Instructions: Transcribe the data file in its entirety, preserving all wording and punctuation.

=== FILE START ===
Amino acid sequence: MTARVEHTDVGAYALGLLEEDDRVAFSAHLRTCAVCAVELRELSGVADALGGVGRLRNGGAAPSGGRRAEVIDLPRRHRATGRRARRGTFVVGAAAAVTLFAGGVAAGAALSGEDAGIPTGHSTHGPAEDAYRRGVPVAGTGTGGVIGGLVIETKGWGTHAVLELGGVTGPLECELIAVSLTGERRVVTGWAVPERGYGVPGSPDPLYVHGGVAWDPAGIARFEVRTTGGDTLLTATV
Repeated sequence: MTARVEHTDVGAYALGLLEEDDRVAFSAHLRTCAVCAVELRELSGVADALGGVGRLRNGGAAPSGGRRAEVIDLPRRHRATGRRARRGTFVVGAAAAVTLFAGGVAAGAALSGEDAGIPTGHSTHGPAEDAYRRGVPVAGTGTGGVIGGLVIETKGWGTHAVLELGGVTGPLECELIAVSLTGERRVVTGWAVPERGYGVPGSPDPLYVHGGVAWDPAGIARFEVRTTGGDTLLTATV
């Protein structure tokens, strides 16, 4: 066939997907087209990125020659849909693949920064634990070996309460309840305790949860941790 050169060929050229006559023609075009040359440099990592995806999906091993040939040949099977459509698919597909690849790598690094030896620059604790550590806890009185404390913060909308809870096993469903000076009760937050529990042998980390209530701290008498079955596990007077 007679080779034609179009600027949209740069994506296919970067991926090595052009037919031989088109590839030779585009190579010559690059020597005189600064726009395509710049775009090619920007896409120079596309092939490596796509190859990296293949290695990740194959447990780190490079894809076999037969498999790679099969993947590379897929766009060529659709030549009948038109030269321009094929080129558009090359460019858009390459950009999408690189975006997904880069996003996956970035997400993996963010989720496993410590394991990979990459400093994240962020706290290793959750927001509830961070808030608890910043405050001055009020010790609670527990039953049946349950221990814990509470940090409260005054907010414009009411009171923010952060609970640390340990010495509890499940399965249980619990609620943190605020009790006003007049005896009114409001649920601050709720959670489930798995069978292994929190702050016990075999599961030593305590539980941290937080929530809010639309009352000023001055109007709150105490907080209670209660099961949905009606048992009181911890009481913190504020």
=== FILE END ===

Amino acid sequence: MTARVEHTDVGAYALGLLEEDDRVAFSAHLRTCAVCAVELRELSGVADALGGVGRLRNGGAAPSGGRRAEVIDLPRRHRATGRRARRGTFVVGAAAAVTLFAGGVAAGAALSGEDAGIPTGHSTHGPAEDAYRRGVPVAGTGTGGVIGGLVIETKGWGTHAVLELGGVTGPLECELIAVSLTGERRVVTGWAVPERGYGVPGSPDPLYVHGGVAWDPAGIARFEVRTTGGDTLLTATV
Repeated sequence: MTARVEHTDVGAYALGLLEEDDRVAFSAHLRTCAVCAVELRELSGVADALGGVGRLRNGGAAPSGGRRAEVIDLPRRHRATGRRARRGTFVVGAAAAVTLFAGGVAAGAALSGEDAGIPTGHSTHGPAEDAYRRGVPVAGTGTGGVIGGLVIETKGWGTHAVLELGGVTGPLECELIAVSLTGERRVVTGWAVPERGYGVPGSPDPLYVHGGVAWDPAGIARFEVRTTGGDTLLTATV
């Protein structure tokens, strides 16, 4: 066939997907087209990125020659849909693949920064634990070996309460309840305790949860941790 050169060929050229006559023609075009040359440099990592995806999906091993040939040949099977459509698919597909690849790598690094030896620059604790550590806890009185404390913060909308809870096993469903000076009760937050529990042998980390209530701290008498079955596990007077 007679080779034609179009600027949209740069994506296919970067991926090595052009037919031989088109590839030779585009190579010559690059020597005189600064726009395509710049775009090619920007896409120079596309092939490596796509190859990296293949290695990740194959447990780190490079894809076999037969498999790679099969993947590379897929766009060529659709030549009948038109030269321009094929080129558009090359460019858009390459950009999408690189975006997904880069996003996956970035997400993996963010989720496993410590394991990979990459400093994240962020706290290793959750927001509830961070808030608890910043405050001055009020010790609670527990039953049946349950221990814990509470940090409260005054907010414009009411009171923010952060609970640390340990010495509890499940399965249980619990609620943190605020009790006003007049005896009114409001649920601050709720959670489930798995069978292994929190702050016990075999599961030593305590539980941290937080929530809010639309009352000023001055109007709150105490907080209670209660099961949905009606048992009181911890009481913190504020």